Anders Behring Breivik killed 77 people in a bombing and a shooting rampage in Oslo, Norway, on July 22, 2011. His trial began April 16 of this year. Breivik is insisting that he was sane then and he is sane now and that he would do it again if he got the opportunity. On the second day of the trial, Breivik described the killings as “‘the most spectacular sophisticated political act in Europe since the Second World War’ and said he would do it over again.” The people of Norway are shocked.
Breivik argues that he killed for the good of Norway and the broader European nations. While the media have portrayed Breivik as a “right-wing extremist,” in reality he’s just another left-wing radical who, as we will see, is no more evil than the French revolutionaries of the eighteenth century. The French revolutionaries made reason their god while Breivik made genes his god.
James H. Billington writes in his Fire in the Minds of Men: Origins of the Revolutionary Faith, that revolution is a religious faith, “perhaps the faith of our time”1. The revolutionary faith, David Chilton writes in his view of Billington’s book, that early revolutions were “idolatrous attempts to replace the Christian faith, preaching and practicing the gospel of salvation through the shed blood of man.”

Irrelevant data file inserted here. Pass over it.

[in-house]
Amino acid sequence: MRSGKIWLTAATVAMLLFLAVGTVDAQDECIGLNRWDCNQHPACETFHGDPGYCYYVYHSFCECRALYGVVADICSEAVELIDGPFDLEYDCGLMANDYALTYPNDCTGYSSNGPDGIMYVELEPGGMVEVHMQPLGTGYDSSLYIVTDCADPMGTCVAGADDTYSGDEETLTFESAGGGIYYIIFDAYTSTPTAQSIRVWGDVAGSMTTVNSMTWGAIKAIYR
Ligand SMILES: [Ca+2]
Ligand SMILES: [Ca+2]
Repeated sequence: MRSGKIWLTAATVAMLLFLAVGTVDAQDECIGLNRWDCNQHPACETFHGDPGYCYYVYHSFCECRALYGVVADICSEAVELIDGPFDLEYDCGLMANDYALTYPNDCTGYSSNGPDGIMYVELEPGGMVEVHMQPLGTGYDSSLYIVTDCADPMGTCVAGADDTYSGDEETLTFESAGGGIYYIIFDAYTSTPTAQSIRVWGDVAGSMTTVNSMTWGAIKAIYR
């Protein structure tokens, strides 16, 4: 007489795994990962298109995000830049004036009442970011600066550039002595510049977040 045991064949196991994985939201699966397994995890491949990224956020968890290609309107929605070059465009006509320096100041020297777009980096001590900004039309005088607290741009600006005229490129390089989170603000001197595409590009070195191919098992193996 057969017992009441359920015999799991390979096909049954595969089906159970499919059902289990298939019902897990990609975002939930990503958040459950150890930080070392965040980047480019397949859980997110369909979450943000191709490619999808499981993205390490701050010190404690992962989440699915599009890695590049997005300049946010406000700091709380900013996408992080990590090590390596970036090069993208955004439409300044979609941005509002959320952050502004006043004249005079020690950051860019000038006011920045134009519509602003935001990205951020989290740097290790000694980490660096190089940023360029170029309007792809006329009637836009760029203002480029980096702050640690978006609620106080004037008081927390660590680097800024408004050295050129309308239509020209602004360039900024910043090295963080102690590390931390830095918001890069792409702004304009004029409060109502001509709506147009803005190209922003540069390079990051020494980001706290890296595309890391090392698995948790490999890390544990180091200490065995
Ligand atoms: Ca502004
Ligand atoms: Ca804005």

Breivik is a product of the modern worldview that claims there is no personal God and that modern Darwinian eugenics can create a utopian society and eliminate many of the major problems of the world. Genes are destiny. And what do evolutionists thing of genes? E.O. Wilson says “that genes themselves ‘feel nothing, care for nothing, intend nothing.’”2 Unlike most Norwegians, Breivik is just being consistent with his worldview. Only 32% of Norwegians believe there is a God. Phil Zuckerman, an Associate Professor of Sociology at Pitzer College in Claremont, California, estimates atheism rates in Norway range from 31 to 72%. Norway is the least religious country in Western Europe.
How are Breivik’s actions any different from what took place in 18th-century France? “Bastille Day” is celebrated on July 14th as a national holiday in France. Festivities and official ceremonies are held all over France. It is also celebrated in Belgium, Hungary, South Africa, the United Kingdom, and in more than 50 cities across the United States.
The murdering mobs that attacked the nearly empty Bastille believed their actions would bring about a better France, similar to what Breivik envisioned for Norway when he gunned down innocent children. The storming of the Bastille was a catalyst for what became known as the “reign of terror.” “French society underwent an epic transformation as feudal, aristocratic and religious privileges evaporated under a sustained assault from left-wing political groups and the masses on the streets.” How bad was it? In a two-year period, estimates put the number of deaths between sixteen thousand and forty thousand.
Did you get that? Between sixteen thousand and forty thousand French citizens were killed in the name of a better France, and nations around the world celebrate this slaughter. Here’s an example of French Revolutionary violence that makes Breivik seem like a piker. Ann Coulter writes the following in her book Godless: